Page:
Oct. 10, 2013 — In a Neuron article published online October 10th, recent Nobel Laureate Thomas C. Südhof challenges long-standing ideas on how neurotransmitter gets released at neuronal synapses. On October 7th, Südhof won the Nobel Prize in Physiology or Medicine, alongside James Rothman and Randy Schekman, for related work on how vesicles — such as those in neurons that contain neurotransmitter — are transported within cells.Share This:Neurotransmitter-containing vesicles are found inside neurons very close to the end of the axon. Here, they can quickly fuse with the neuronal membrane surrounding the axon to spill their contents into the synapse. How these vesicles are able to fuse with the membrane has been controversial, however, and understanding this process would give researchers much greater insight how neurons communicate with each other. Previously, it was thought that proteins found on the outside of the vesicles and on the axon membrane (called SNARE proteins) would come together and physically form a pore through which the contents of the vesicle — the neurotransmitter — could be released into the synapse. Now, the new findings from Südhof suggest that these proteins may not form a pore at all. Instead, their main role may be to physically force the vesicle and the axon membrane to get very close to each other; once they are forced into contact, the two appear able to fuse spontaneously.”The importance of SNARE transmembrane regions has never been tested in a physiological fusion reaction,” says Dr. Südhof. …

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Some immune cells appear to aid cancer cell growth

Sep. 5, 2013 — The immune system is normally known for protecting the body from illness. But a subset of immune cells appear to be doing more harm than good.A new study from researchers at the University of Michigan Comprehensive Cancer Center found that these cells, called myeloid derived suppressor cells, provide a niche where the cancer stem cells survive.Cancer stem cells are thought to be resistant to current chemotherapy and radiation treatments, and researchers believe that killing the cancer stem cells is crucial for eliminating cancer.At the same time that these immune cells help the cancer, they also are suppressing the immune system.”This cell and its mechanisms are not good for your body and it helps the cancer by allowing the stem cells to thrive. If we can identify a therapy that targets this, we take away the immune suppression and the support for cancer stem cells. Essentially, we kill two birds with one stone,” says senior study author Weiping Zou, M.D., Ph.D., Charles B. de Nancrede Professor of surgery, immunology and biology at the University of Michigan Medical School.The researchers believe the immune cells give the cancer cells their “stemness” — those properties that allow the cells to be so lethal — and that without this immune cell, the cancer stem cells may not efficiently progress.The study, which was led by Tracy X. Cui, Ph.D., and Ilona Kryczek, Ph.D., looked at cells from the most common and lethal type of ovarian cancer, a disease in which patients often become resistant to chemotherapy, causing the cancer to return.Targeting the immune system for cancer treatment, called immunotherapy, has been well-received with many potential therapeutics currently being tested in clinical trials for a variety of cancer types. The U-M team is a worldwide leader in the field of tumor immunology.Additional authors: Other contributors are Lili Zhao, Ende Zhao, Rork Kuick, Michael H. Roh, Linda Vatan, Wojciech Szeliga, Yujun Mao, Dafydd G. Thomas, Max S. …

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Two 6,000-year-old ‘halls of the dead’ unearthed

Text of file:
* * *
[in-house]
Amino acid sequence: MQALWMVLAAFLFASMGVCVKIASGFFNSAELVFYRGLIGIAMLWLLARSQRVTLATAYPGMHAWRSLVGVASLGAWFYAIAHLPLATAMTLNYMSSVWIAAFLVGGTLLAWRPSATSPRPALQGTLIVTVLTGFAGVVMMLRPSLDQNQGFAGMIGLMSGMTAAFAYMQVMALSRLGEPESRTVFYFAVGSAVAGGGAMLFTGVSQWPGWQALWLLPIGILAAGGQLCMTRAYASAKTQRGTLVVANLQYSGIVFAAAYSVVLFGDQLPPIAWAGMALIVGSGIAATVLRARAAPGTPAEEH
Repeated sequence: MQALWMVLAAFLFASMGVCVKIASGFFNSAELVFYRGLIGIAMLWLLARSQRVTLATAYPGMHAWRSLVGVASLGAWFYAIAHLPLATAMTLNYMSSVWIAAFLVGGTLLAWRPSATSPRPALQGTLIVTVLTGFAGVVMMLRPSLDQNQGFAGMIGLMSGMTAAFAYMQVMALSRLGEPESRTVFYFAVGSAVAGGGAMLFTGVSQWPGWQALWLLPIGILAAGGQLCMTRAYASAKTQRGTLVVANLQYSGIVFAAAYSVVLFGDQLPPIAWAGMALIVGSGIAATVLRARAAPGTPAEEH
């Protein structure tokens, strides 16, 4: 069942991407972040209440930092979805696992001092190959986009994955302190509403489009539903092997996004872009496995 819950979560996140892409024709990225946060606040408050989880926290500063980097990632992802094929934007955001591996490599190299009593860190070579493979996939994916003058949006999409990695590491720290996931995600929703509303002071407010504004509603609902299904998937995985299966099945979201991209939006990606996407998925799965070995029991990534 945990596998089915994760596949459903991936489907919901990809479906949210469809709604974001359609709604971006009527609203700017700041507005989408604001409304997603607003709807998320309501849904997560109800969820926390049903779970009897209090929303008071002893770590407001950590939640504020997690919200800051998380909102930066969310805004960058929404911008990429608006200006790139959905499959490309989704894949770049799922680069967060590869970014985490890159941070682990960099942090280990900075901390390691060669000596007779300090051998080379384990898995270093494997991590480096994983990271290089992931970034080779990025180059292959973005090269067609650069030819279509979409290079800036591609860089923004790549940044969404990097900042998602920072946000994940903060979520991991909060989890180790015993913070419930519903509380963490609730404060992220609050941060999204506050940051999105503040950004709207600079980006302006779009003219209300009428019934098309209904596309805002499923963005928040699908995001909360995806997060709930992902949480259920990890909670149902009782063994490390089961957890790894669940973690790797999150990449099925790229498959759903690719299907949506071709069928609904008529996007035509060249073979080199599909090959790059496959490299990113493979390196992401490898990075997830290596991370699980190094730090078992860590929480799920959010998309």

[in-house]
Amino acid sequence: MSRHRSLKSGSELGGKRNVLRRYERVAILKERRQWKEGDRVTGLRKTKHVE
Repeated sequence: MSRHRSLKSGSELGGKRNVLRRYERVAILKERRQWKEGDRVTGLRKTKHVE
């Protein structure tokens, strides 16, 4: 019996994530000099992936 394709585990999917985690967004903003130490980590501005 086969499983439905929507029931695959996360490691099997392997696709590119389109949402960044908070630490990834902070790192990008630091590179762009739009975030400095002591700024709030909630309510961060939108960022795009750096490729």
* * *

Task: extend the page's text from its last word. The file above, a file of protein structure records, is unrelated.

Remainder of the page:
July 29, 2013 — The remains of two large 6000-year-old halls, each buried within a prehistoric burial mound, have been discovered by archaeologists from The University of Manchester and Herefordshire Council — in a UK first.The sensational finds on Dorstone Hill, near Peterchurch in Herefordshire, were thought to be constructed between 4000 and 3600 BC.Some of the burnt wood discovered at the site shows the character of the building’s structure above ground level- in another UK first.The buildings, probably used by entire communities, are of unknown size, but may have been of similar length to the Neolithic long barrows beneath which they were found — 70metres and 30m long.They were, say the team, deliberately burnt down after they were constructed and their remains incorporated into the two burial mounds.However- much detail has been preserved in the larger barrow: structural timbers in carbonized form, postholes showing the positions of uprights, and the burnt remains of stakes forming internal partitions.Most importantly, the core of each mound is composed of intensely burnt clay, representing the daub from the walls of the buildings.The buildings were likely to have been long structures with aisles, framed by upright posts, and with internal partitions.The smaller barrow contains a 7m by 2.5m mortuary chamber, with huge sockets which would have held upright tree trunks at each end.These massive posts bracketed a linear ‘trough’ lined with planks, which would have held the remains of the dead.Professor of archaeology from The University of Manchester Julian Thomas and Dr Keith Ray Herefordshire Council’s County Archaeologist, co-directed the excavation.Professor Thomas said: “This find is of huge significance to our understanding of prehistoric life- so we’re absolutely delighted.”It makes a link between the house and a tomb more forcefully than any other investigation that has been ever carried out.”These early Neolithic halls are already extremely rare, but to find them within a long barrow is the discovery of a lifetime.”He added: “The mound tells us quite a bit about the people who built it: they sought to memorialize the idea of their community represented by the dwelling.”And by turning it into part of the landscape, it becomes a permanent reminder for generations to come.”Just think of how the burning of the hall could have been seen for miles around, in the large expanse of what is now the border country between England and Wales.”Archaeologists have long speculated that a close relationship existed between houses and tombs in Neolithic Europe, and that ‘houses of the dead’ amounted to representations of the ‘houses of the living’.In addition to the two long mounds, the site has provided evidence for a series of later burials and other deliberate deposits, including a cremation burial and a pit containing a flint axe and a finely-flaked flint knife.The objects have close affinities with artefacts found in eastern Yorkshire in the Late Neolithic (c. 2600 BC).Dr Ray said: “These subsequent finds show that 1000 years after the hall burial mounds were made, the site is still important to later generations living 200 miles away — a vast distance in Neolithic terms.”The axe and knife may not have been traded, but placed there as part of a ceremony or an ancestral pilgrimage from what is now East Yorkshire.”So we witness an interconnected community linking Herefordshire and East Yorkshire by marriage and by descent 5000 years ago.”He added: “In the British context, the Dorstone find is unique and unprecedented.”We were hoping our work with The University of Manchester would help us to give us a clearer picture of the origins of these long barrows- but we were surprised how clearly the story came through.”It’s very exciting for us: for 15 years I have been arguing that Herefordshire has something important to say on the national picture of our Neolithic heritage.”